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Saturday, March 07, 2009
Crash and burn
This photo was taken on the beginners slope at Hoodoo as I was lying flat on my back and shortly after I heard a snap in my neck. The afternoon marked my first time on a snowboard and I never did quite figure out the whole "how to stop without falling over or crashing" thing. On this particular suicide run down those icy slopes I got going a little too fast, took a spill and felt something pop in my neck. For a brief moment I assumed that I'd never feel my belly-button again.
If there's anything I suck at, it's skiing. If there's anything I suck at more than skiing, it's snowboarding. Supposedly, the later is much easier than the former and that's true. It's incredibly easy to get up on a snowboard and launch yourself down a slope. But stopping? Much harder on a snowboard. I watched everyone around me bomb down the slope and somehow, magically, come to an elegant stop at the bottom by turning and leaning back on their boards. I tried this too and fell over every time. Maybe I should have, oh, done some reading or taken a few lessons before I went up there. Eh, whatever. I was in the mood to just toss myself into the deep end of the winter sports pool.
For those learning to snowboard for the first time much of that first day is spent on your back trying to summon up the courage to stand up again. Adding to the challenge: the temperature up at Hoodoo that day was in the high 40s and the snow was packed down and icy, making it super slick. It was incredibly easy to go from a stopped position to 88 MPH in two seconds flat.
The highlight of the afternoon, having my "fight or flight" kick in at the worst possible moment as I was getting off the lift. Without thinking, I reached out and grabbed an elderly lift operator to prevent myself from falling over, making him a reluctant participant in a crash that nearly broke his back and my ego for all time. He walked away without injury and I spent the rest of the afternoon hiking to the top of the hill to avoid both him and the lift. The other newbie I went with? No such problems.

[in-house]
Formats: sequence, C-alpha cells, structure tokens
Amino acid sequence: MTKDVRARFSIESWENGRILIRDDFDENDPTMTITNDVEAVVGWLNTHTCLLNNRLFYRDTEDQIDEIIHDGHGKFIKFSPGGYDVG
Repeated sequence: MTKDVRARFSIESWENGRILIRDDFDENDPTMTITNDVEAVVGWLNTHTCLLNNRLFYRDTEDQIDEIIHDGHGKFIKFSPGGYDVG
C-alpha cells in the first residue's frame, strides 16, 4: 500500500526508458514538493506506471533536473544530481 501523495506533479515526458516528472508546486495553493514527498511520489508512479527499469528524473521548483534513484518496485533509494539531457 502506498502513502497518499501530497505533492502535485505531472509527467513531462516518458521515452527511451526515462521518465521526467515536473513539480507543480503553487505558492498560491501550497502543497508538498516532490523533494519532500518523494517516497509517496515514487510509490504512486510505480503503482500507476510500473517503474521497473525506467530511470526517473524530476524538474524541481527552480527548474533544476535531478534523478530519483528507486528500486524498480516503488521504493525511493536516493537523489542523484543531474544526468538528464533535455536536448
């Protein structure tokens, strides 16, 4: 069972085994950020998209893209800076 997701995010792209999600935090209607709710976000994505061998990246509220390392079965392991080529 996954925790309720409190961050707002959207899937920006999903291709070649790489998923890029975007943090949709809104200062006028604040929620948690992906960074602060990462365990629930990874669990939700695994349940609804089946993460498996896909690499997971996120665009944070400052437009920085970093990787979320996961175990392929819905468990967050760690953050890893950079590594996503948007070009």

But inner tubes? Those I can handle. You just throw yourself on a tube, point it down hill and slam into a snowbank when you feel like stopping. Of course, that gets boring after a while. Fortunately, the staff at Ski Bowl last Saturday looked the other way when a group of Jägermeister-chugging tubers decided to start constructing jumps on the resort's so-called "xtreme" tube runs.
I talked to one employee between his attempts to prevent a 30-student Bible study group from killing themselves by going down a run all at once while screaming quotes from Predator ("get to the choppa!" being one particularly random line from that 1987 celluloid classic). Supposedly, Ski Bowl once offered two truly scary slopes for inner tubes. They had to be shut down after one too many Johnny Knoxville-wannabes had to be carted down to Government Camp in ambulances.
I took a few of the jumps and, after landing hard on my shoulder, I decided to stick with the runs that wouldn't inevitably result in a Life Flight trip to OHSU. Shortly thereafter, we kicked back to watch everyone else hurt themselves. One guy managed hit a jump, fly off his tube and land on his feet. One girl wasn't so lucky and landed on her head before falling face deep in the snow. I'll be honest, there was about 10-seconds there where everyone thought she had killed herself but she got up and was back on the slopes 15 minutes later.
All things considered, maybe I should take up cross-country skiing. Nice, safe, tedious cross country skiing.....no, no, I just can't do it. I have a need. For speed.